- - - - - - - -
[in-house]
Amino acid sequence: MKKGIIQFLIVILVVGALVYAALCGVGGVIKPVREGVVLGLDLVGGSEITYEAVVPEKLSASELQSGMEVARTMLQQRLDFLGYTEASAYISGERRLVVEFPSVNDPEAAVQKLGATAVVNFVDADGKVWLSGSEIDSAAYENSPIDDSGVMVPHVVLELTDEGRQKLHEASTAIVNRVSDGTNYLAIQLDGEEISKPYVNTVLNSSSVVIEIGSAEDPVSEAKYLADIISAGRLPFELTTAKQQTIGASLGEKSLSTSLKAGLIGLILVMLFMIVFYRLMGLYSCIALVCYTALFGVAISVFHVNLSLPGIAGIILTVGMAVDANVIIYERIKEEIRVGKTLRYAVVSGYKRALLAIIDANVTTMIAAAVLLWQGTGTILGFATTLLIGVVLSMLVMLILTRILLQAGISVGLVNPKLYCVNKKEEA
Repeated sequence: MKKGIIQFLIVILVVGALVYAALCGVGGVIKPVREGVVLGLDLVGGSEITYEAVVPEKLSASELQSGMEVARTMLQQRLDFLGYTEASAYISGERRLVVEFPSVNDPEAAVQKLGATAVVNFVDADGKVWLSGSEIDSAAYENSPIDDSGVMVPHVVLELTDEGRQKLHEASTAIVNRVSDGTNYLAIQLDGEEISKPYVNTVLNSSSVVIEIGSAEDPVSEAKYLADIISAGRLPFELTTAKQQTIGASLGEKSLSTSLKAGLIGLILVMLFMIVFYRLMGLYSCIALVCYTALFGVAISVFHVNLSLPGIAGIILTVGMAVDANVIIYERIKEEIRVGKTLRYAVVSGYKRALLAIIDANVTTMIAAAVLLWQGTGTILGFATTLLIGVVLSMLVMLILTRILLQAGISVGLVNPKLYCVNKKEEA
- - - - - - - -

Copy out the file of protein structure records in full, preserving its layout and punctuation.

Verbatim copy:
[in-house]
Amino acid sequence: MKKGIIQFLIVILVVGALVYAALCGVGGVIKPVREGVVLGLDLVGGSEITYEAVVPEKLSASELQSGMEVARTMLQQRLDFLGYTEASAYISGERRLVVEFPSVNDPEAAVQKLGATAVVNFVDADGKVWLSGSEIDSAAYENSPIDDSGVMVPHVVLELTDEGRQKLHEASTAIVNRVSDGTNYLAIQLDGEEISKPYVNTVLNSSSVVIEIGSAEDPVSEAKYLADIISAGRLPFELTTAKQQTIGASLGEKSLSTSLKAGLIGLILVMLFMIVFYRLMGLYSCIALVCYTALFGVAISVFHVNLSLPGIAGIILTVGMAVDANVIIYERIKEEIRVGKTLRYAVVSGYKRALLAIIDANVTTMIAAAVLLWQGTGTILGFATTLLIGVVLSMLVMLILTRILLQAGISVGLVNPKLYCVNKKEEA
Repeated sequence: MKKGIIQFLIVILVVGALVYAALCGVGGVIKPVREGVVLGLDLVGGSEITYEAVVPEKLSASELQSGMEVARTMLQQRLDFLGYTEASAYISGERRLVVEFPSVNDPEAAVQKLGATAVVNFVDADGKVWLSGSEIDSAAYENSPIDDSGVMVPHVVLELTDEGRQKLHEASTAIVNRVSDGTNYLAIQLDGEEISKPYVNTVLNSSSVVIEIGSAEDPVSEAKYLADIISAGRLPFELTTAKQQTIGASLGEKSLSTSLKAGLIGLILVMLFMIVFYRLMGLYSCIALVCYTALFGVAISVFHVNLSLPGIAGIILTVGMAVDANVIIYERIKEEIRVGKTLRYAVVSGYKRALLAIIDANVTTMIAAAVLLWQGTGTILGFATTLLIGVVLSMLVMLILTRILLQAGISVGLVNPKLYCVNKKEEA